Why is this an important distinction? Because I don't think you can cross lines like spousal abuse and just suddenly realize you don't want to do that again and change. It might be that he feels really bad for a long time but eventually he will go back to that behavior, unless he seeks help.
    Yep, that's how I am and I'm an alcoholic. Perhaps you should seek help in AA. Just find a meeting in your area and go....then you can make up your own mind about that. If you need help finding a meeting, look in the phone book under the business section for Alcoholics Anonymous. It's usually a hotline staffed by other alcoholics. So just call and ask where a meeting is that's close to you.
    Well there's no question that you had a part to play. Rarely are fights ever one sided. But there are things that are unacceptable in any context and IMO spousal abuse is one of those things. We guys are generally stronger, bigger and more physical than women. It's simply not ok to physically beat on a woman. It just isn't. Unfortunately many women agree yet they stay with their abusive spouses because, "Well <insert excuse #1> OR <insert excuse #2> OR etc...." Now these excuses sound really logical and rational and it seems the person is making a smart decision. The problem it, these excuses can keep women in abusive relationships long after it's become very unhealthy to stay.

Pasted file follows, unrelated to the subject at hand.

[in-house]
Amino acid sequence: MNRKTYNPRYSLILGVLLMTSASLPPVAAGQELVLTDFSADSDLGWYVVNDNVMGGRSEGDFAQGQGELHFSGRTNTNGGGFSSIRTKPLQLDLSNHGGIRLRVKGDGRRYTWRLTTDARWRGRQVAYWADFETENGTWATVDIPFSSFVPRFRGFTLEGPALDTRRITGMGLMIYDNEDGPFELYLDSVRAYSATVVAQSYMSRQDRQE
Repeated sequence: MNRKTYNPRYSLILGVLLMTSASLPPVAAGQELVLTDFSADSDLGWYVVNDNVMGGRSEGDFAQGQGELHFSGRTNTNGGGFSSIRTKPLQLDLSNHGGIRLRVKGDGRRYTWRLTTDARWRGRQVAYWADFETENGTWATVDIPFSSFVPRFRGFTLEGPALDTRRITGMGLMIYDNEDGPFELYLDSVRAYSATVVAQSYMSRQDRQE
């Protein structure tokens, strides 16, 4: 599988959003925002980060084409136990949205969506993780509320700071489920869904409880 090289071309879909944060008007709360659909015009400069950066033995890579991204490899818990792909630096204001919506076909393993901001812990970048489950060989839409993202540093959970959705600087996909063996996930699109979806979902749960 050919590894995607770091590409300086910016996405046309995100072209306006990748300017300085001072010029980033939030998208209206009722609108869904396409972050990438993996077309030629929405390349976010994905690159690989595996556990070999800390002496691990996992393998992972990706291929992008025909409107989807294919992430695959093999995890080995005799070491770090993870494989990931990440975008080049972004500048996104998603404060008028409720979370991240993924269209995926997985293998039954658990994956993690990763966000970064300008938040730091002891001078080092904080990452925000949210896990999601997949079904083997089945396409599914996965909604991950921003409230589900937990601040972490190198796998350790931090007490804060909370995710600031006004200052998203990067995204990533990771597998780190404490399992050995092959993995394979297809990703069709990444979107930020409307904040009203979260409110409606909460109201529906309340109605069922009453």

One time....well, I don't think it's ok but you do. The question I have is, when is it too much? I mean lets say he waits 2 years before doing this again....well, now it's twice but then you may say, "hey, at least he doesn't beat me on a regular basis." Notice that that sentence is just moving and erasing another line....like I've been talking about in this thread.

    Now all this drama can be very addictive also. I know I loved all the drama from when I was drinking. It was fun and I loved it....even if it made me crazy at times.
    That's totally understandable. I would suggest you seek professional help ASAP in the form of therapy with someone that's dealt with alcoholism and spousal abuse. Yes you should ask the therapist how much experience they've had with this. They need to have experience in dealing with all the ins and outs and trickery that goes along with alcoholism.....so they need years of experience in dealing with drunks directly. Not just book knowledge, they need to know what it's like to live in the trenches of alcoholism.
    A therapist can help with this. Ignoring the problems in your relationship will not just make them go away. They're far too complex to just wish them away. You all have a lot of work to do both individually and as a couple and you need help with this work.
    What you don't realize, what you may not be aware of....is how perceptive kids are. If you came from an abusive home then you know what it's like. Parents don't think their kids know what's going on between mommy and daddy but they usually DO know.

    I would suggest therapy and AA. What you are describing here just rings so true with what I've experienced while I was drinking. I didn't want to believe I was an alcoholic but I was. I didn't think all the drama and shit in my life was due to alcoholism....but it was. I honestly thought, "Everyone fights, everyone has drama, everyone has difficult lives. I'm no different than anyone else." But I was and I didn't fully realize that until I got help from AA.
     
  12. Redbeard

    Redbeard OT Supporter

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    How could you NOT think you needed therapy. Therapy always helps if you are honest with them.